One helpful way to step ‘beyond the Bible’ faithfully responds to the first issue we considered in the previous post. It is also hidden in how I presented the problem.
When moving from the message of a biblical passage for its intended recipients (the message back then) and its message for us we noticed the importance of identifying the theological idea or principle that that message expressed or on which it was based. In the examples concerned with charging interest in the previous post, perhaps we can take this idea of identifying the theological idea or principle a step further and mitigate our issue. What is the direction in which the biblical teaching was pointing? What was/were its goal(s)?
When considering Bible teaching on interest it is probably helpful to know a little of the socio-economic background to lending and borrowing in the ancient world. In the period before money, 1 Roughly from 600BC – conveniently about the time of the Babylonian exile. and even for some long time after, ‘interest’ in our modern sense (e.g. 5% per year) was not charged. Rather one ‘borrowed’ the item, and then repaid it after the agreed period with an added amount. This added amount was known as neshek. from a word meaning ‘bite’.
In normal lending between family and friends (or neighbours in the village) one does not expect such a ‘bite’ – though sometimes a token one is given, when I lend my chainsaw to a guy from church I am often happy to receive it back with the petrol tank full :)
In loaning larger amounts (or for loans that were not within a community relationship) the ‘bite’ could be large usually 20% per year. An amount that could easily drive a poor borrower into slavery.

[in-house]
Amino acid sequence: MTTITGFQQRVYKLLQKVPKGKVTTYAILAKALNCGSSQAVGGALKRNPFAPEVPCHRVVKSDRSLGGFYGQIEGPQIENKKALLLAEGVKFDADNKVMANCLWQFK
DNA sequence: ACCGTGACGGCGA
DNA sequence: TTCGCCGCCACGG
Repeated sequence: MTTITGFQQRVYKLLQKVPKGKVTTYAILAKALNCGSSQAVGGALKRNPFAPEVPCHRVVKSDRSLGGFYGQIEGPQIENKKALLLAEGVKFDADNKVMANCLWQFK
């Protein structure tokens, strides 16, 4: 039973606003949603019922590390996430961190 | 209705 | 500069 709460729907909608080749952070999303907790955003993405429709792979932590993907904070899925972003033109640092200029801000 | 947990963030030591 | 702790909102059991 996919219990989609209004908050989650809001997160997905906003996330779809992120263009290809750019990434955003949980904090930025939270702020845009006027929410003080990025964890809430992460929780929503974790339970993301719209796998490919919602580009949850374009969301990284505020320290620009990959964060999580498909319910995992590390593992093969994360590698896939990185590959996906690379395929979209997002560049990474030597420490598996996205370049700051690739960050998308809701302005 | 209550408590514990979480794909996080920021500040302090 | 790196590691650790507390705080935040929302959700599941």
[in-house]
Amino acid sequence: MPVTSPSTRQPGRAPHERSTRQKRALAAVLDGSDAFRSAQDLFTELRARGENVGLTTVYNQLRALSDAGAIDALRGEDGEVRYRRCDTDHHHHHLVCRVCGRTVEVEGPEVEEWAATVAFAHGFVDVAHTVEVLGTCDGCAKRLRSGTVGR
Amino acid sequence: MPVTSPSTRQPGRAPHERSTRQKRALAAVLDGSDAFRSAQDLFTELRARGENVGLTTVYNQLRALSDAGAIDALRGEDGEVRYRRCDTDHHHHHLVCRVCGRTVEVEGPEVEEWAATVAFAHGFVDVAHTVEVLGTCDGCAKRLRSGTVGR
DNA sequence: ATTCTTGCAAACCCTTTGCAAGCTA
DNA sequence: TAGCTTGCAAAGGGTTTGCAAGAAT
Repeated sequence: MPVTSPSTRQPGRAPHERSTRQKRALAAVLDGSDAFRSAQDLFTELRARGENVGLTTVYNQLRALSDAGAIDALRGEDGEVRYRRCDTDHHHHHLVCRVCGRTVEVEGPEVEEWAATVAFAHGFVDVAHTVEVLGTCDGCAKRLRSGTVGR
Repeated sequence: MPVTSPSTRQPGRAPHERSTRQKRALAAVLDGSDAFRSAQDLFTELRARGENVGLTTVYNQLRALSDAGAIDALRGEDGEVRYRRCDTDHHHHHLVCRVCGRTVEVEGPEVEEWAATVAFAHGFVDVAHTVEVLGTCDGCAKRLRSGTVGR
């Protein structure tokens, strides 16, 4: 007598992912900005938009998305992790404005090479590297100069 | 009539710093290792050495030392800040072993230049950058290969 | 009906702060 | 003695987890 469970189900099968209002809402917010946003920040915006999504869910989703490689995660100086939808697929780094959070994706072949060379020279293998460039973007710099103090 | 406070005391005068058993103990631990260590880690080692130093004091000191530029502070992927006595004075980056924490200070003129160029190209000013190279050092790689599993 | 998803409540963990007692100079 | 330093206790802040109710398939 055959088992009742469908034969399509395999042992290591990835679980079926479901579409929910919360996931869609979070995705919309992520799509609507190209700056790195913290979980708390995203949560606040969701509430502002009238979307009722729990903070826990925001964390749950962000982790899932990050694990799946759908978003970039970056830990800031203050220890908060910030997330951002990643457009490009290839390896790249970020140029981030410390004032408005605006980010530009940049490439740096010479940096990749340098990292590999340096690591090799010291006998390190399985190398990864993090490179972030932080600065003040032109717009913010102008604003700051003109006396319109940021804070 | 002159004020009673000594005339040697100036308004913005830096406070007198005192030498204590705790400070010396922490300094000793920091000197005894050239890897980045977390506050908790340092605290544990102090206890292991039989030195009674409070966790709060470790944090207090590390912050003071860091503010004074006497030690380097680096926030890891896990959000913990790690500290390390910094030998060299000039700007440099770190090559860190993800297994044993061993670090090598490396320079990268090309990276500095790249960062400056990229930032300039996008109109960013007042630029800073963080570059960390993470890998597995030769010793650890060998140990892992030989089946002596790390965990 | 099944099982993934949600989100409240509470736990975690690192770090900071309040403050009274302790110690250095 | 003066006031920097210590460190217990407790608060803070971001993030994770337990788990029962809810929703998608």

The Bible passages seem to be addressing such ‘friendly’ or community lending, not the business of lending. So Ex 22:25 speaks of lending ‘to one of my people among you who is needy’, the situation in Lev 25:36 is setup in Lev 25:35 ‘If any of your kin fall into difficulty…’
The goal here seems to be to avoid profiting from helping someone who is disadvantaged. We can be far from sure that if Moses were delivering God’s laws for the 21stC he would say ‘Do not take interest’ as most translations render Lev 25:36, but for sure he would abject to profiting from others misfortunes.
But that’s not ‘going beyond the Bible!
At this point some may object that this is not ‘going beyond the Bible, but merely identifying what the biblical text ‘was really saying’. To them I’d say, notice what we have done, we have moved from ‘Do not take interest ‘ (Lev 25:36 ) to ‘do not profit from those who are needy’.
That may be a small step for someone, but it is a huge leap for humanity! Because it keeps God’s word living and active today – and probably all my readers can think of examples in their town where people do profit from the needy. If you can’t just examine the effect of your desire for lower prices in the supermarket on the people enslaved to make the Thai fishing industry ‘competitive’!
Nor does it solve all the difficulties
The other objection is that this approach only solves a small proportion of our needs. Of course this is true, but in something as necessary yet dangerous as ‘going beyond the Bible’ small steps are significant.
|↑ 1||Roughly from 600BC – conveniently about the time of the Babylonian exile.|